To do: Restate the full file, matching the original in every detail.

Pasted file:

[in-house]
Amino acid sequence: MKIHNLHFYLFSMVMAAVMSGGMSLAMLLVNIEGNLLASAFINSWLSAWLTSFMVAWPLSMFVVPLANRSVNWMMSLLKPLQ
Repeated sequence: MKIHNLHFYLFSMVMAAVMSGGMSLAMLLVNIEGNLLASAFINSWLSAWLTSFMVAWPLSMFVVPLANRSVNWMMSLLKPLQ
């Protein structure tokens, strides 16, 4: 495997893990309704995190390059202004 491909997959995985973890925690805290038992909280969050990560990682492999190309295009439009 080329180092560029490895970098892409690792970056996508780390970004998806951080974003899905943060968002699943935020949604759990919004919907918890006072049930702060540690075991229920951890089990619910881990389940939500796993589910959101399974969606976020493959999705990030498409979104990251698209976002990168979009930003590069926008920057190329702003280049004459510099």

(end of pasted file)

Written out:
[in-house]
Amino acid sequence: MKIHNLHFYLFSMVMAAVMSGGMSLAMLLVNIEGNLLASAFINSWLSAWLTSFMVAWPLSMFVVPLANRSVNWMMSLLKPLQ
Repeated sequence: MKIHNLHFYLFSMVMAAVMSGGMSLAMLLVNIEGNLLASAFINSWLSAWLTSFMVAWPLSMFVVPLANRSVNWMMSLLKPLQ
């Protein structure tokens, strides 16, 4: 495997893990309704995190390059202004 491909997959995985973890925690805290038992909280969050990560990682492999190309295009439009 080329180092560029490895970098892409690792970056996508780390970004998806951080974003899905943060968002699943935020949604759990919004919907918890006072049930702060540690075991229920951890089990619910881990389940939500796993589910959101399974969606976020493959999705990030498409979104990251698209976002990168979009930003590069926008920057190329702003280049004459510099």